The future imposition of even worse pay and conditions was built into the agreement which stated, “This agreement covers measures designed to deal with the next 12 weeks only, for colleagues who are working or not working during this period; if the situation deteriorates further or conversely improves, MAG and the Unions reserves the right to reopen conversations.”

MAG said the deal “would be implemented in the absence of any government support”. Following the government’s pay support scheme, the agreement will not now go ahead but is a graphic illustration of the role of the trade unions as partners of big business who are prepared to sacrifice workers’ pay and conditions.

Jail threat to Hungarian journalists exposing government inaction over coronavirus

On Monday, as part of emergency powers related to the COVID-19 outbreak, Hungary’s right-wing government led by Viktor Orban brought in legislation to imprison journalists for up to five years for spreading “fake news.”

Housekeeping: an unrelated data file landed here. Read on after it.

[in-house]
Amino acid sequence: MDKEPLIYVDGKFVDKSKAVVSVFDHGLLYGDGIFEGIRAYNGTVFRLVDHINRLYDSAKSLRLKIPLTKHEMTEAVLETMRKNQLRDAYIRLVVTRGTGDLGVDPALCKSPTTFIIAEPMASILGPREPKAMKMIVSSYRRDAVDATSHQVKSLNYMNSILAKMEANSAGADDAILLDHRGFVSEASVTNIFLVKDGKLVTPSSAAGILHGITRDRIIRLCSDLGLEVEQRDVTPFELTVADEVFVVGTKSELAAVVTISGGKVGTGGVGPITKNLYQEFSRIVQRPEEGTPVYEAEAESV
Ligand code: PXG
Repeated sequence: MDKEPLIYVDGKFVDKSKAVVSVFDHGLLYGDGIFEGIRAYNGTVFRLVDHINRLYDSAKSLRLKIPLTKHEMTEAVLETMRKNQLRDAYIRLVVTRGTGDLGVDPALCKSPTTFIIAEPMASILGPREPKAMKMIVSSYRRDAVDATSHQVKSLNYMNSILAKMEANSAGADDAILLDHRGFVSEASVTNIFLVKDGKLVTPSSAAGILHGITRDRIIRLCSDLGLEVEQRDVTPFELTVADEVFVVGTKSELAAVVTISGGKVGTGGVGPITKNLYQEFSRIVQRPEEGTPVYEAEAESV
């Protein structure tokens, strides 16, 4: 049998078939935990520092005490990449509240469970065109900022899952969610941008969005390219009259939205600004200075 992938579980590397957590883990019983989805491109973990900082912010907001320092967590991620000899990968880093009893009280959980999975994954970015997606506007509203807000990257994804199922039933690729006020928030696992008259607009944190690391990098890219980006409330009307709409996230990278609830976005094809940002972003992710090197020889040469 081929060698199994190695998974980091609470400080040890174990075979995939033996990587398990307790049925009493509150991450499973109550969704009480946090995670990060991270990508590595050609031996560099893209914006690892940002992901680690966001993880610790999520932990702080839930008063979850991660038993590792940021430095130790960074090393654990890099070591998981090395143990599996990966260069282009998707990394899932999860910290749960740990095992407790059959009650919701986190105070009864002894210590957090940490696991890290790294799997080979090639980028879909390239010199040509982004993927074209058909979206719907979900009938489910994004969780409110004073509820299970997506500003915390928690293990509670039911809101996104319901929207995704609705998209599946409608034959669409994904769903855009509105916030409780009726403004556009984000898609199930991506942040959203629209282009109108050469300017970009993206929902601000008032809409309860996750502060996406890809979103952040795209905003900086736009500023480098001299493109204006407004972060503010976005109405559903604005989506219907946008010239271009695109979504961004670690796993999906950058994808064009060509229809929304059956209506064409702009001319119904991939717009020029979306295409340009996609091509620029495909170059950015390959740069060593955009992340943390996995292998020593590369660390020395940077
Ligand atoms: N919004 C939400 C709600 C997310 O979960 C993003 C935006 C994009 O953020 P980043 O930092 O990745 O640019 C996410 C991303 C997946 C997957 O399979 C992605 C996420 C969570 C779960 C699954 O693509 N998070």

The legislation will be used against independent journalists publishing stories exposing government inaction over the COVID-19 pandemic.

Strike by Portuguese port and transport workers

Portuguese dockworkers, rail, airport staff and other public sector workers held a 24-hour strike Tuesday. The strike of dockers led to the closure of ports.

The workers are protesting proposed pay cuts, pension freezes and tax increases to be brought in by the Portuguese government. The government is seeking to introduce the measures in response to the deteriorating economic situation.

Walkout by library workers in London over coronavirus concerns

Staff at 10 library sites, working for Lambeth council in south London walked out on March 20. The Unison union members were protesting the lack of protective measures against the spread of coronavirus. There are no hand sanitisers or disinfected wipes for keyboards and screens.

Unlike many local authority libraries, Lambeth council has not closed its libraries to slow the spread of the disease. Local libraries in the London borough of Bromley are also open, although the central library has been closed. The libraries are run by the social enterprise Greenwich Leisure Limited.